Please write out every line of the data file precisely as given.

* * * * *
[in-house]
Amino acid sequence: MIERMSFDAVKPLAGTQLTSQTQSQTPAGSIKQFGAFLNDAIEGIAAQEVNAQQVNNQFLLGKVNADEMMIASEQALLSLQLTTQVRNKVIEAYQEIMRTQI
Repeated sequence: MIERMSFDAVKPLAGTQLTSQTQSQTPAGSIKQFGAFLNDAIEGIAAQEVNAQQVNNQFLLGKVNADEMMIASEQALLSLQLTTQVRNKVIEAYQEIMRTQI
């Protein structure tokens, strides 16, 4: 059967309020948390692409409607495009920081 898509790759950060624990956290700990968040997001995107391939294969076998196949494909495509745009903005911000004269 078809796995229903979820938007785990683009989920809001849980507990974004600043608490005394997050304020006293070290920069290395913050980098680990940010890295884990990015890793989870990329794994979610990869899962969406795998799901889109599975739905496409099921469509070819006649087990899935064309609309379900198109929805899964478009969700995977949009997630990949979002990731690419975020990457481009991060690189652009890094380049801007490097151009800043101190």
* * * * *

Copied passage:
[in-house]
Amino acid sequence: MIERMSFDAVKPLAGTQLTSQTQSQTPAGSIKQFGAFLNDAIEGIAAQEVNAQQVNNQFLLGKVNADEMMIASEQALLSLQLTTQVRNKVIEAYQEIMRTQI
Repeated sequence: MIERMSFDAVKPLAGTQLTSQTQSQTPAGSIKQFGAFLNDAIEGIAAQEVNAQQVNNQFLLGKVNADEMMIASEQALLSLQLTTQVRNKVIEAYQEIMRTQI
């Protein structure tokens, strides 16, 4: 059967309020948390692409409607495009920081 898509790759950060624990956290700990968040997001995107391939294969076998196949494909495509745009903005911000004269 078809796995229903979820938007785990683009989920809001849980507990974004600043608490005394997050304020006293070290920069290395913050980098680990940010890295884990990015890793989870990329794994979610990869899962969406795998799901889109599975739905496409099921469509070819006649087990899935064309609309379900198109929805899964478009969700995977949009997630990949979002990731690419975020990457481009991060690189652009890094380049801007490097151009800043101190």